Much like Lucy, I have a deep love of tacos. Growing up in Texas and lots of tasty Tex-Mex, I can’t remember a time in my life when tacos weren’t in it. Especially in my father’s side of the family, where we’ve got both Spanish and Mexican roots mixed in with all the English (and a few other nationalities), and we eat Tex-Mex probably more than any other cuisine.
So, what are my favorite tacos? There are so many, but the two I go to time and time again and rank high on my “comfort food” list are tacos al carbón and carnitas.
In Texas, tacos al carbon are either strips of beef or chicken that have been cooked over charcoal—al carbón translating to “over coal”—and served wrapped up in a flour tortilla. Though extra toppings can be added, if desired, such as shredded cheese, sour cream, and pico de gallo—a mixture of diced tomatoes, onions, cilantro, and jalapeños, all marinated in lime juice and salt—the flavor and tenderness of the chargrilled meat is such that no toppings are needed. Fajitas, tacos al carbón’s first cousin (see what I did there?), is usually the taco where you add all the extra toppings. Here, the sizzling strips of meat are served separate from the tortilla and you doctor them up yourself to your own tastes.
Let me tell you, fajitas are equally delicious, and my decision to get fajitas over tacos al carbón or vice versa is usually based on my mood that day. And, while I almost never put toppings on my tacos al carbon, if I do, it’s always guacamole.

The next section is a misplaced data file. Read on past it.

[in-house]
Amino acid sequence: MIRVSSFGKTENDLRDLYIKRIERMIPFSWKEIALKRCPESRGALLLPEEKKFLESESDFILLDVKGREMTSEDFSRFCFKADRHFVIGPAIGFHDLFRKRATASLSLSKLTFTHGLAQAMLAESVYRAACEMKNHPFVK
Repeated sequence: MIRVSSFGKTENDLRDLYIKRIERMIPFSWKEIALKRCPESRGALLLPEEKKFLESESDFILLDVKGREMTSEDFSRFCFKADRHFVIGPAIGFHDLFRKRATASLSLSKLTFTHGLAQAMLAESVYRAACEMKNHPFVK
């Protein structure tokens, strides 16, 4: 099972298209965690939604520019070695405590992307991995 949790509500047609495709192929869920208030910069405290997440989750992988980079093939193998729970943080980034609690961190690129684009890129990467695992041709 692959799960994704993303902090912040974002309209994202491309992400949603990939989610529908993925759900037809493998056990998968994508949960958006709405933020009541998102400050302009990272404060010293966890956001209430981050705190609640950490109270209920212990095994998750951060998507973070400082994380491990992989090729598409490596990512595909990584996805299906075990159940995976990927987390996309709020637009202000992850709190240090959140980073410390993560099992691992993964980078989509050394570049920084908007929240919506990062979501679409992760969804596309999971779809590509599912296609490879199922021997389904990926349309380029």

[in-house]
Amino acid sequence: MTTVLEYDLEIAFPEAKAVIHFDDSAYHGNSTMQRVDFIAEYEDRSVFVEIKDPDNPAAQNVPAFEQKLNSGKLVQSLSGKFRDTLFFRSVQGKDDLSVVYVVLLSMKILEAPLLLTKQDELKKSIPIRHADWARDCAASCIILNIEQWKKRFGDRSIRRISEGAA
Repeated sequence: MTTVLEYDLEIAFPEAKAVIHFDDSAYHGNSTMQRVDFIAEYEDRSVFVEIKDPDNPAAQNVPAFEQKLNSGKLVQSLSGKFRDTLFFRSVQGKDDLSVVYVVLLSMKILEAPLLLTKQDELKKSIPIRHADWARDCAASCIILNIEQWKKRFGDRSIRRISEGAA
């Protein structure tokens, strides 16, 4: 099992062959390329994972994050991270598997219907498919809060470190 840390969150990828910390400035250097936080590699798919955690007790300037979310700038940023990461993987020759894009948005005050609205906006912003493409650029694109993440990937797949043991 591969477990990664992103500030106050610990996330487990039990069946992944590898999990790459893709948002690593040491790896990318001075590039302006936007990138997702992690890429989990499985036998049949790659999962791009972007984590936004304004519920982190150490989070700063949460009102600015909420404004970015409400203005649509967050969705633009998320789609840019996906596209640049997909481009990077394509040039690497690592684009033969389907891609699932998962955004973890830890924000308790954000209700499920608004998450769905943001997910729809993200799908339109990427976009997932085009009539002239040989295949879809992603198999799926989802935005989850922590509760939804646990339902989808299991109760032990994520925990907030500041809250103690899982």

On the other hand, carnitas, my other favorite, means “little meats” and is the Mexican equivalent of pulled pork. While there’re various recipes you can find online, pork carnitas are basically cubes of pork shoulder (aka pork butt) that have been browned before being simmered in a broth of water, herbs, and an acid, such as Coca-Cola or orange juice, until they fall apart. The browning gives them a bit of crispiness on the edges, which I particularly like. Then you serve them in a warmed corn tortilla and top them various ways before trying not to shovel them in your mouth because they’re so good. The toppings I like best are cilantro, thinly sliced radishes, and a squirt of lime, but slices of avocado and a sprinkling of onions are also excellent additions.
While there are Tex-Mex dishes I have fun making myself, I usually leave tacos al carbón and fajitas to the experts at my favorite Tex-Mex restaurants. However, pork carnitas are super easy to make at home, and I highly recommend you try them if you’re new to tacos, new to Tex-Mex, or new to cooking—or a combination of the three. There are even recipes for slow-cooker carnitas that make it practically foolproof, and you can even get your grocery-store butcher to cube the pork shoulder for you. They even make excellent leftovers and the meat can be used in salads and other dishes such as nachos or quesadillas, or even on a bun like a pulled-pork sandwich. It’s darn hard to beat them in a simple corn tortilla, though. It’s always darn hard to beat a good taco.
To enter to win a copy of Murder Once Removed, simply email KRL at krlcontests@gmail[dot]com by replacing the [dot] with a period, and with the subject line “removed,” or comment on this article. A winner will be chosen April 13, 2019. U.S. residents only. If entering via comment please include your email address. If entering via email be sure to include your mailing address in case you win. You can read our privacy statement here if you like.